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[book cover] Transparent Lives

The New Transparency Project, edited by Colin J. Bennett, Kevin D. Haggerty, David Lyon, and Valerie Steeves

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April 2014

9781927356777 (Paperback)
9781927356784 (PDF)
9781927356791 (ePub)

$39.95

Subject
Communication & Cultural Studies / Communication & Cultural Studies: Technology & Society / Public Policy / Sociology / Surveillance Studies

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About the Book

Although most Canadians are familiar with surveillance cameras and airport security, relatively few are aware of the extent to which the potential for surveillance is now embedded in virtually every aspect of our lives. We cannot walk down a city street, register for a class, pay with a credit card, hop on an airplane, or make a telephone call without data being captured and processed. Where does such information go? Who makes use of it, and for what purpose? Is the loss of control over our personal information merely the price we pay for using social media and other forms of electronic communication, or should we be wary of systems that make us visible—and thus vulnerable—to others as never before?

The work of a multidisciplinary research team, Transparent Lives explains why and how surveillance is expanding—mostly unchecked—into every facet of our lives. Through an investigation of the major ways in which both government and private sector organizations gather, monitor, analyze, and share information about ordinary citizens, the volume identifies nine key trends in the processing of personal data that together raise urgent questions of privacy and social justice. Intended not only to inform but to make a difference, the volume is deliberately aimed at a broad audience, including legislators and policymakers, journalists, civil liberties groups, educators, and, above all, the reading public.

http://surveillanceincanada.org/

Watch David Lyon describe the current “Culture of Surveillance”: The new surveillance culture runs less on images and more on information.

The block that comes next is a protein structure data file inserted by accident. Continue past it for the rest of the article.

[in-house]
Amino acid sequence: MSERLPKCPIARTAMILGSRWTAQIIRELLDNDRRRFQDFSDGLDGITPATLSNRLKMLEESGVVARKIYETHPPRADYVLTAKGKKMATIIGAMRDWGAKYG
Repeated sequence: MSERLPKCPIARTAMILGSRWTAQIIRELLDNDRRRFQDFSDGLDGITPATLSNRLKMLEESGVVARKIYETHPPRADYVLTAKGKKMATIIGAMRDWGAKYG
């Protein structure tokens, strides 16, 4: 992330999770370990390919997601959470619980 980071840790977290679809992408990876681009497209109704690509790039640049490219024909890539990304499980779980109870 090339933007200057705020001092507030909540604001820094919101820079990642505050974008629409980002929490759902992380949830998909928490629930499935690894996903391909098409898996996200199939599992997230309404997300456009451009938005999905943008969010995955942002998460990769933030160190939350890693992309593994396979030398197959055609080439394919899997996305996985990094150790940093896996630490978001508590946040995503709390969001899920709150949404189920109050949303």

About the Editors

The New Transparency: Surveillance and Social Sorting—a Major Collaborative Research Initiative funded by the Social Sciences and Humanities Research Council of Canada—seeks to understand the factors contributing to the expansion of surveillance as a technology of governance, including its underlying principles, technological infrastructures, and institutional frameworks, and to elucidate the social consequences of surveillance for institutions and for ordinary people. Transparent Lives reflects research conducted during the first half of this seven-year project. The volume was jointly authored by eleven members of the New Transparency team: Colin J. Bennett (University of Victoria), Andrew Clement (University of Toronto), Arthur Cockfield (Queen’s University), Aaron Doyle (Carleton University), Kevin D. Haggerty (University of Alberta), Stéphane Leman-Langlois (Université Laval), David Lyon (Queen’s University), Benjamin Muller (King’s University College, Western University), David Murakami Wood (Queen’s University), Laureen Snider (Queen’s University), and Valerie Steeves (University of Ottawa).

 

 

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Copyright: This work is licensed under a เกมส์ยิงปลาออนไลน์Creative Commons License (CC BY-NC-ND 2.5 CA). It may be reproduced for non-commercial purposes, provided that the original author is credited.

MARC

Download the entire book


Select a Chapter

DownloadFront Matter

DownloadTable of Contents

DownloadPreface

DownloadAcknowledgements

DownloadIntroduction
How Canadian Lives Became Transparent to Watching Eyes

DownloadTrend 1. Expanding Surveillance
From the Atypical to the Routine

DownloadTrend 2. Securitization and Surveillance
From Privacy Rights to Security Risks

DownloadTrend 3. The Blurring of Sectors
From Public Versus Private to Public with Private

DownloadTrend 4. The Growing Ambiguity of Personal Information
From Personally Identified to Personally Identifiable

DownloadTrend 5. Expanding Mobile and Location-Based Surveillance
From Who You Are to Where You Are

DownloadTrend 6. Globalizing Surveillance
From the Domestic to the Worldwide

DownloadTrend 7. Embedding Surveillance in Everyday Environments
From the Surveillance of People to the Surveillance of Things

DownloadTrend 8. Going Biometric
From Surveillance of the Body to Surveillance in the Body

DownloadTrend 9. Watching by the People
From Them to Us

DownloadConclusion
What Can Be Done?

DownloadAppendix 1. Surveillance and Privacy Law: FAQs

DownloadAppendix 2. Surveillance Movies

DownloadAppendix 3. How to Protect Your Privacy Online: FAQs

DownloadAppendix 4. Canadian NGOs Concerned with Surveillance, Privacy, and Civil Liberties

DownloadAppendix 5. Further Reading

DownloadList of Contributors

DownloadIndex

 

“The best defences against mass surveillance, and the power citizens are relinquishing to the state and economic actors, are books such as Transparent Lives, whose mission is to raise awareness and provide concrete actionable information. It is strongly recommended to all readers with an interest in the impact of information technology on our society.”

Literary Review of Canada